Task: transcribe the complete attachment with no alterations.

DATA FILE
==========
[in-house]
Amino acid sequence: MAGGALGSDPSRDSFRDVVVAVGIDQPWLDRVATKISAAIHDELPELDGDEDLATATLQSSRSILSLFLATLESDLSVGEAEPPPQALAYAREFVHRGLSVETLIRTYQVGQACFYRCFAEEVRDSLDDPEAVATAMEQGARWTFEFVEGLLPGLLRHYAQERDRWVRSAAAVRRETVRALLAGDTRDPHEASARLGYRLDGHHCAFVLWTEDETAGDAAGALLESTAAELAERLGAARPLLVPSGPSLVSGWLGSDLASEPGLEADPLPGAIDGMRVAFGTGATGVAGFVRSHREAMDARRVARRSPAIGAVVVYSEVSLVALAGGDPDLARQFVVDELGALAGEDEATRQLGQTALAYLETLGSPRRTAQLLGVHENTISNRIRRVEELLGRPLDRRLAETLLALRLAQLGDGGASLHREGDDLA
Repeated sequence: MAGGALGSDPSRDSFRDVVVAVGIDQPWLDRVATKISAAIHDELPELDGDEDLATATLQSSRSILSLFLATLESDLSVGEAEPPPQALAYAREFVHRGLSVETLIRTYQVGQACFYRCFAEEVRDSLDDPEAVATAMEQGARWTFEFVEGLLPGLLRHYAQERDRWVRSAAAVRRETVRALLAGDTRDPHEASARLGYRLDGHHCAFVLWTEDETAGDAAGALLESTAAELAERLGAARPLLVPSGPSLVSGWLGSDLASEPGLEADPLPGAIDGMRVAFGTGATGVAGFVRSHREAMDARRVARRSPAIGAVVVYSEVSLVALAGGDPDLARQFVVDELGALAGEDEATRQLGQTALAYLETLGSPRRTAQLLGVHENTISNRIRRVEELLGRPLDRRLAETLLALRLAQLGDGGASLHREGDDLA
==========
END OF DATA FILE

[in-house]
Amino acid sequence: MAGGALGSDPSRDSFRDVVVAVGIDQPWLDRVATKISAAIHDELPELDGDEDLATATLQSSRSILSLFLATLESDLSVGEAEPPPQALAYAREFVHRGLSVETLIRTYQVGQACFYRCFAEEVRDSLDDPEAVATAMEQGARWTFEFVEGLLPGLLRHYAQERDRWVRSAAAVRRETVRALLAGDTRDPHEASARLGYRLDGHHCAFVLWTEDETAGDAAGALLESTAAELAERLGAARPLLVPSGPSLVSGWLGSDLASEPGLEADPLPGAIDGMRVAFGTGATGVAGFVRSHREAMDARRVARRSPAIGAVVVYSEVSLVALAGGDPDLARQFVVDELGALAGEDEATRQLGQTALAYLETLGSPRRTAQLLGVHENTISNRIRRVEELLGRPLDRRLAETLLALRLAQLGDGGASLHREGDDLA
Repeated sequence: MAGGALGSDPSRDSFRDVVVAVGIDQPWLDRVATKISAAIHDELPELDGDEDLATATLQSSRSILSLFLATLESDLSVGEAEPPPQALAYAREFVHRGLSVETLIRTYQVGQACFYRCFAEEVRDSLDDPEAVATAMEQGARWTFEFVEGLLPGLLRHYAQERDRWVRSAAAVRRETVRALLAGDTRDPHEASARLGYRLDGHHCAFVLWTEDETAGDAAGALLESTAAELAERLGAARPLLVPSGPSLVSGWLGSDLASEPGLEADPLPGAIDGMRVAFGTGATGVAGFVRSHREAMDARRVARRSPAIGAVVVYSEVSLVALAGGDPDLARQFVVDELGALAGEDEATRQLGQTALAYLETLGSPRRTAQLLGVHENTISNRIRRVEELLGRPLDRRLAETLLALRLAQLGDGGASLHREGDDLA